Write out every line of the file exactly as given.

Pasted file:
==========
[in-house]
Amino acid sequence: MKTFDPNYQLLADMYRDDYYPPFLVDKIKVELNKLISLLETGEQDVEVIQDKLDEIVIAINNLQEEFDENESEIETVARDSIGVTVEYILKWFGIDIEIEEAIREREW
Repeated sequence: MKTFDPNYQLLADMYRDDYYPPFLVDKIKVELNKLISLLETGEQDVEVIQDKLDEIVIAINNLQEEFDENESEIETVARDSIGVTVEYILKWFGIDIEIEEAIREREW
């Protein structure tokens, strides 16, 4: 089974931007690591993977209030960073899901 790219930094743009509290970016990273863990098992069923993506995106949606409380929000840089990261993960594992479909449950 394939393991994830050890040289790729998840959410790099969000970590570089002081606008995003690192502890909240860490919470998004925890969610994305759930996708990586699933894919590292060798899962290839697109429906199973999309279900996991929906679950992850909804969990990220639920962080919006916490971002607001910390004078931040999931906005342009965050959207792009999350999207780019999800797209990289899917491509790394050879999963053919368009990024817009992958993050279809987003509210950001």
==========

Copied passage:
[in-house]
Amino acid sequence: MKTFDPNYQLLADMYRDDYYPPFLVDKIKVELNKLISLLETGEQDVEVIQDKLDEIVIAINNLQEEFDENESEIETVARDSIGVTVEYILKWFGIDIEIEEAIREREW
Repeated sequence: MKTFDPNYQLLADMYRDDYYPPFLVDKIKVELNKLISLLETGEQDVEVIQDKLDEIVIAINNLQEEFDENESEIETVARDSIGVTVEYILKWFGIDIEIEEAIREREW
């Protein structure tokens, strides 16, 4: 089974931007690591993977209030960073899901 790219930094743009509290970016990273863990098992069923993506995106949606409380929000840089990261993960594992479909449950 394939393991994830050890040289790729998840959410790099969000970590570089002081606008995003690192502890909240860490919470998004925890969610994305759930996708990586699933894919590292060798899962290839697109429906199973999309279900996991929906679950992850909804969990990220639920962080919006916490971002607001910390004078931040999931906005342009965050959207792009999350999207780019999800797209990289899917491509790394050879999963053919368009990024817009992958993050279809987003509210950001």